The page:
Tag Archives: Bad Mamas

Book Review: Push by Sapphire

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Rating: A-/  There is occasionally something cathartic about reading books that are real downers, if they are well done. A truly bleak book does something that a funny or light book can’t, which is to put the shittiness of the reader’s life into perspective. If nothing else, Push by Sapphire, an excellent book that was also made into an excellent movie called Precious, will make you want to hug your mom and buy her flowers. Whatever issues you might have had with her at the moment, by the end of this book you’ll probably be buying her free passes to the spa so she can treat herself. Continue reading Book Review: Push by Sapphire

Movie Review: Glassland (2014)

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Rating: A/ From the title I thought this movie was about methamphetamine, since ‘glass’ is a synonym for crystal meth. It turned out to be about a young man’s mother with a pretty serious alcohol problem. In fact, Jean (Toni Collette) has hit the bottle so hard that she’s slowly killing herself, and her ever-faithful son John (Jack Reynor) both tirelessly cares for her and enables her. Continue reading Movie Review: Glassland (2014)

Movie Review: Beyond the Lights (2014)

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Rating: B-/ Fame offers a thrill more potent than any drug,  but like a drug, it can also consume your life completely. This is the dilemma faced by Noni (Gugu Mbatha-Raw,) a beautiful mixed-race pop star pushed beyond endurance by her domineering white mother (Minnie Driver,.) Noni is famous primarily for making trashy pop-rap music videos with her musical partner/ sort of boyfriend Kid Culprit (Machine Gun Kelly,) where the unlikely duo sings about booty and twerking while Noni leaves very little of her scantily clad body to the imagination. Continue reading Movie Review: Beyond the Lights (2014)

Gone Baby Gone by Dennis Lehane

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The world can be an unforgiving, ugly place, and Dennis Lehane does a good job depicting this while also portraying the mordant sense of humor law enforcement officers and police detectives sometimes have to adopt to deal with the darkness ‘out there’ as well as inside themselves. Still, there are some things being a hardened detective with a life time of seeing some hardcore shit under your belt can’t prepare you for- for Detective Patrick Mackenzie, the events of “Gone Baby Gone” are comprised of some such times.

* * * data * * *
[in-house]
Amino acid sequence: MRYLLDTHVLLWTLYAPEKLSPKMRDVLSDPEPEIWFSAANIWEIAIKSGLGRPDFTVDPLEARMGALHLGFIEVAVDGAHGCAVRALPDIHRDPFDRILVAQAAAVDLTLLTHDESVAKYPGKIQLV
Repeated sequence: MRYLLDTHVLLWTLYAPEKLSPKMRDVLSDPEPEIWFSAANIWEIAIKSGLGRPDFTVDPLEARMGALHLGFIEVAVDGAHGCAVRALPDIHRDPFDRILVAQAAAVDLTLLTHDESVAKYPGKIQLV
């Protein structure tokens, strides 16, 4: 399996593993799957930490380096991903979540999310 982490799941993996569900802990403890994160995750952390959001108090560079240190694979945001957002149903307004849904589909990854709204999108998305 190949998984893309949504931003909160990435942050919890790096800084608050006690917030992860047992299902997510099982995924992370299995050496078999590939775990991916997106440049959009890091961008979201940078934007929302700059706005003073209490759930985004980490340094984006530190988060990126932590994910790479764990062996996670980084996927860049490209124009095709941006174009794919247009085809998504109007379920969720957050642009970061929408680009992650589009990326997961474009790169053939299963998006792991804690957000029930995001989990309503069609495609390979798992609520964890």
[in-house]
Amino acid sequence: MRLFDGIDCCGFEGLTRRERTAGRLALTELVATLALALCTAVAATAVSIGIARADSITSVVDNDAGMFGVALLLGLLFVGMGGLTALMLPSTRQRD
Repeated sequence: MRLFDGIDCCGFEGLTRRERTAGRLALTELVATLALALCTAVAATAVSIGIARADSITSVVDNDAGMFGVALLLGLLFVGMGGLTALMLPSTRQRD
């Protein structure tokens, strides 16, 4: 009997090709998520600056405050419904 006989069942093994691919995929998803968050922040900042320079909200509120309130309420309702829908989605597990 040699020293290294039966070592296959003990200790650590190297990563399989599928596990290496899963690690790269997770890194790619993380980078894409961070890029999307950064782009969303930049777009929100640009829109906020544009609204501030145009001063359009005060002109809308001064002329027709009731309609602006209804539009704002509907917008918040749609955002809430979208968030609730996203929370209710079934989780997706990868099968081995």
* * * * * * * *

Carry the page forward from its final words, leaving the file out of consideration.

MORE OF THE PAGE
I went into this book warily; I have minimal experience with mysteries of any kind, and I was afraid I wasn’t going to be able to follow the twists and turns that made up the novel’s plot (true, to some extent; recalling many of the intricacies of the story leaves me drawing a big fat blank.) Also, it is the fourth in a series, so I’m kind of starting in the middle of a continuing storyline. However, while the former had me perpetually confused (it should be a piece of cake for seasoned mystery readers though,) the latter did not distract me from the book, which is fairly stand-alone even among it’s predecessors  and sequels.

The plot of “Gone Baby Gone” focuses on detective Patrick Mckenzie and his willful and beautiful partner/lover, Angela Gennaro, searching through Boston’s toughest neighborhoods for the abducted daughter of a neglectful addict mother. Not for the squeamish, it portrays the shadowy world of pimps, pedophiles, whores, and crooked cops in such a way that it will make you frown at humanity. Have we really evolved that much? Or we a not very funny joke God played on the hitherto unviolated earth?

I think Lehane particularly has a gift with character description, and providing character details so acute and well-observed that we can picture the creations he has offered up to us. The people making up this twisted urban world are frighteningly believable, with the possible exception of Leon and Roberta Trett, two over-the-top pedophiles; but even the sordidly kitschy moments admittedly have their place. In the search for little Amanda McCready, the two leads not only have to fret whether the’ll find her, but whether she’d be better off staying gone, possibly exposed to unspeakable horrors or maybe spared from a slow spiritual death at the hands of Helene, her selfish crack ho mother.

Sparing my visitors from major spoilers, I’ll just say that the ending really got me furious, in a good way (which is to say, the writing and plotting were not at fault.) After some seriously disturbing and shocking events existing within the plot, I was hoping I could be satisfied by an ending that seemed ‘right,’ just and appropriately comforting. But justice, as it turns out, is a double-edged sword. Would any other ending have seemed as contextually appropriate? Hell no. But I want my evildoers vanquished, my ending wrapped up, my protagonists making a final decision I don’t want to throttle them for.

I seriously wanted to kick Patrick in the nuts at the end of this book. He was a likable lead for the most part, but the final choice he makes is certainly not the one I would have picked. Then again who knows, if I was placed in a crazy situation like that? The compelling thing about the conclusion is it isn’t a simple showdown between good and evil. Both decisions have consequences, and both sets of consequences will hurt someone regardless of how carefully the final course of action is chosen. Am I fit to judge? No, probably not, but I still want to kick him in the nuts.